St. Louis Cardinals 2014 Mock Draft: Projecting Their Top 5 1st-Round Targets
Drafting future superstars has rarely been a concern in St. Louis. The Cardinals consistently rank in the top tier of that category. In 2013, Baseball Prospectus ranked the Cardinals organization No. 1 in all of baseball.
This season, the Cardinals slipped a few spots to No. 6 due to the promotions of Shelby Miller, Michael Wacha, Trevor Rosenthal, Carlos Martinez and Matt Adams.
In last season’s draft, the Cardinals selected three pitchers (left-handers Marco Gonzalez and Rob Kaminsky and righty Mike Mayers) and a shortstop (Oscar Mercado) with their first four picks. As the 2014 draft nears, they own the 27th pick (their own) and the 34th pick as compensation after free agent Carlos Beltran signed with the New York Yankees last offseason.
What will general manager John Mozeliak and his staff do in the first round? Will Mozeliak select a player to fill depth needs, or will he take the best possible player?
If I were a betting man, I'd bet on the latter.
Let’s take a look at five players the Cardinals should target in the first round.
Casey Gillaspie (1st Base, Wichita State)
If you want power, look no further than junior first baseman Casey Gillaspie (ranked No. 29 by Baseball America) of Wichita State. Gillaspie’s .394 average, .700 slugging percentage and .525 on-base percentage lead the Shockers offense. Adding to his impressive statistics at the plate are his 15 home runs and 50 RBI this season.
The 6’4", 238-pound switch-hitter leads the Missouri Valley Conference in average, slugging percentage, on-base percentage, hits (80) and home runs.
Over his three-year career at Wichita State, Gillaspie’s average has gone up considerably. As a freshman, he hit .274. Last season, the slugger hit .299.
Impressive would be an understatement.
Gillaspie’s size is similar to current Cardinals first baseman Matt Adams. However, Gillaspie has power from both sides of the plate, while Adams is more of a left-handed power hitter.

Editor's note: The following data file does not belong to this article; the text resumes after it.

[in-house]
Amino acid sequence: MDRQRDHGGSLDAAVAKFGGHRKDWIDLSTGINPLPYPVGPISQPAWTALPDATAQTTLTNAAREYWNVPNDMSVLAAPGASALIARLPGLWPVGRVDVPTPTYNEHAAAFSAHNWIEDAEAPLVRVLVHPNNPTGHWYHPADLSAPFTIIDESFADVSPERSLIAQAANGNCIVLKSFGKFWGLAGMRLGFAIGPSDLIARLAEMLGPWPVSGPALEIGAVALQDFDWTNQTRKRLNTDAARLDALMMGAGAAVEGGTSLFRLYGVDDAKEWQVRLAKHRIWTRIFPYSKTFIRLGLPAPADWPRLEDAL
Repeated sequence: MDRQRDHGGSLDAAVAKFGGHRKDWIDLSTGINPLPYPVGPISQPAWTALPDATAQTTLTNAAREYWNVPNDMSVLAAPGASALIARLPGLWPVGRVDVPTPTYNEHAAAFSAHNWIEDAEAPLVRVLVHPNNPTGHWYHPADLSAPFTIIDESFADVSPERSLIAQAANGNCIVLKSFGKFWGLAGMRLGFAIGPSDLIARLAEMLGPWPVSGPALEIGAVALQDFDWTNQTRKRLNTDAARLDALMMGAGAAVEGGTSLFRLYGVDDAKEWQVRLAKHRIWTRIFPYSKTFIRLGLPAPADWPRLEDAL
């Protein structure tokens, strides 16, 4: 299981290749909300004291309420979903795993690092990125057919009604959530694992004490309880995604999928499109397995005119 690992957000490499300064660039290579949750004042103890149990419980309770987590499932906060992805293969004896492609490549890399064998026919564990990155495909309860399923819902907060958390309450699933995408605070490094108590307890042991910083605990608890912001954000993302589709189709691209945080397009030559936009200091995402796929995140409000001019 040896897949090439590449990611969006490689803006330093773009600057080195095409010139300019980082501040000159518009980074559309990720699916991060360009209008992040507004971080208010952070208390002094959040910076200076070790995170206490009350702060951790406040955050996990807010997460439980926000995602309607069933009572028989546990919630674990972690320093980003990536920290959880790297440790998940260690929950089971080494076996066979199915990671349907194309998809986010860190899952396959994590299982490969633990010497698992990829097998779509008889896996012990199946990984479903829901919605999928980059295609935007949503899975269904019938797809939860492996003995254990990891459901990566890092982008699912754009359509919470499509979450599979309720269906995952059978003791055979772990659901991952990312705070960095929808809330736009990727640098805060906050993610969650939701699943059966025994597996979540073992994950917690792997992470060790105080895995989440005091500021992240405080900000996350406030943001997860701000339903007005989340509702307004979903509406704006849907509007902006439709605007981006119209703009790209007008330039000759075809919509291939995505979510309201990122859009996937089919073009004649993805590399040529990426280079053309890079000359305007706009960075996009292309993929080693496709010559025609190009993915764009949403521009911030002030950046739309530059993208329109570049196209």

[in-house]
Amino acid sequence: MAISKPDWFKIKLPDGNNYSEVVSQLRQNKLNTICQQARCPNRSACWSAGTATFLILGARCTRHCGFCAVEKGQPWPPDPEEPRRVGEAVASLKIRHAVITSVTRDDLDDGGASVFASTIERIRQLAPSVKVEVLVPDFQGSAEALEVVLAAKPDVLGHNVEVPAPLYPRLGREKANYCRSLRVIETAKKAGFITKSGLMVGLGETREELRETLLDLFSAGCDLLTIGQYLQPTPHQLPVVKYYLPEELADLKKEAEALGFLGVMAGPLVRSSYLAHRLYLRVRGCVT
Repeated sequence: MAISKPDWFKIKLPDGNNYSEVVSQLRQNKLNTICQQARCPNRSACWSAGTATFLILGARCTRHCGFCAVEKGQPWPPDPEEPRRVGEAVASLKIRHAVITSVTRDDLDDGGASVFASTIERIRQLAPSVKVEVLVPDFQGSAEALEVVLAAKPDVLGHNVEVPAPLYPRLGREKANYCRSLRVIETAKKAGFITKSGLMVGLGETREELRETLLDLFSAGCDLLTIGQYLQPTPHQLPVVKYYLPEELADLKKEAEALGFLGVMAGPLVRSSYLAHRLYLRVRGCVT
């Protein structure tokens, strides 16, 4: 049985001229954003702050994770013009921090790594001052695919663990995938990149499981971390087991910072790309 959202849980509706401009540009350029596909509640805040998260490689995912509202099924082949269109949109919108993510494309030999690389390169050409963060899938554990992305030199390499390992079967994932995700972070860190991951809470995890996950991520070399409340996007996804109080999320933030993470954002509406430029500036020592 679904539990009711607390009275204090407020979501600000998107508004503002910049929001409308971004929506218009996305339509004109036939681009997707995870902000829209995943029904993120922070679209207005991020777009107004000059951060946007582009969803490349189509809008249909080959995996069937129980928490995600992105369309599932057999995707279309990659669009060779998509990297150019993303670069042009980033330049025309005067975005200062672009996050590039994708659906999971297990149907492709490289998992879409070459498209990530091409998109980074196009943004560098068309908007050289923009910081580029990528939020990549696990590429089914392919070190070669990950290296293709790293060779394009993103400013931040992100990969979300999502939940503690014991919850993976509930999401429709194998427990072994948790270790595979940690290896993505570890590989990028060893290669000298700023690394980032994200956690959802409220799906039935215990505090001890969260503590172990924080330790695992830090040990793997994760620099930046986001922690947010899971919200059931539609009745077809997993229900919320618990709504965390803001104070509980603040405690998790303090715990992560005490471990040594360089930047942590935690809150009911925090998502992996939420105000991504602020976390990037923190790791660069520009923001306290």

Nick Howard (3rd Base/Pitcher, University of Virginia)
The University of Virginia’s Nick Howard provides both hitting and pitching. The junior third baseman and right-handed pitcher has racked up both plate appearances and innings pitched.
His overall offensive production is down considerably from last season's impressive .323 average. This season, Howard is hitting just .250. On the mound, though, he has been a solid pitcher for the Cavaliers. In 24 appearances this season, he (2-1, 2.08 ERA) has recorded 17 saves.
Howard has been a big reason why the Cavaliers are ranked No. 3 in the country by ESPN.com.
Baseball America ranks Howard the No. 25 overall prospect.
Nick Burdi (Pitcher, University of Louisville)
The Cardinals are known for their ability to draft and develop pitchers. See: Shelby Miller, Michael Wacha, Carlos Martinez and Trevor Rosenthal.
It wouldn’t be surprising to see general manager John Mozeliak use one of his two first-round picks on Louisville’s Nick Burdi.
At 6"4", 215 pounds, Burdi has been a dominant force for the Cardinals this season. He’s 3-1 with a microscopic 0.58 ERA. Moreover, the junior right-hander has recorded 14 saves.
As a sophomore in 2013, Burdi was named First Team All-Big East and earned Big East Pitcher of the Week (May 20, 2013).
Baseball America ranks him as the No. 27 prospect.
Mike Papi (Outfield/1st Base, University of Virginia)
He’s not Big Papi, he’s Mike Papi, outfielder and first baseman for the University of Virginia.
David Ortiz has about 40 pounds on Papi. However, don’t let size fool you. Papi, a 6'3", 210-pound junior, is loaded with power. He’s hitting .299 on the season and leads the Cavaliers with 10 homers and 47 RBI.
The power hitter was named First Team All-American by Baseball America during his sophomore season in 2013.
Baseball America has Papi at No. 45 overall.
Luke Weaver (Pitcher, Florida State)
Luke Weaver won’t intimidate hitters with his size (6'2", 170 pounds). Instead, he will challenge hitters with his impressive changeup, which is his "out" pitch.
Weaver leads the Florida State Seminoles in wins (8-3), innings pitched (95.1) and strikeouts (75), but what really jumps out at you is his durability. Weaver threw a complete game, one-hit shutout in the Seminoles’ 6-0 win over Boston College March 28. The righty needed only 105 pitches in that early season start.
He also threw a complete game against Wake Forest April 18, allowing a run on three hits, tallying seven strikeouts to one walk and throwing 111 pitches en route to a 7-1 victory.
The Cardinals are loaded with power arms. Adding Weaver, who prefers finesse over heat, to the mix would be a great addition for the future of this organization.
Baseball America has Weaver as the No. 36 overall prospect.
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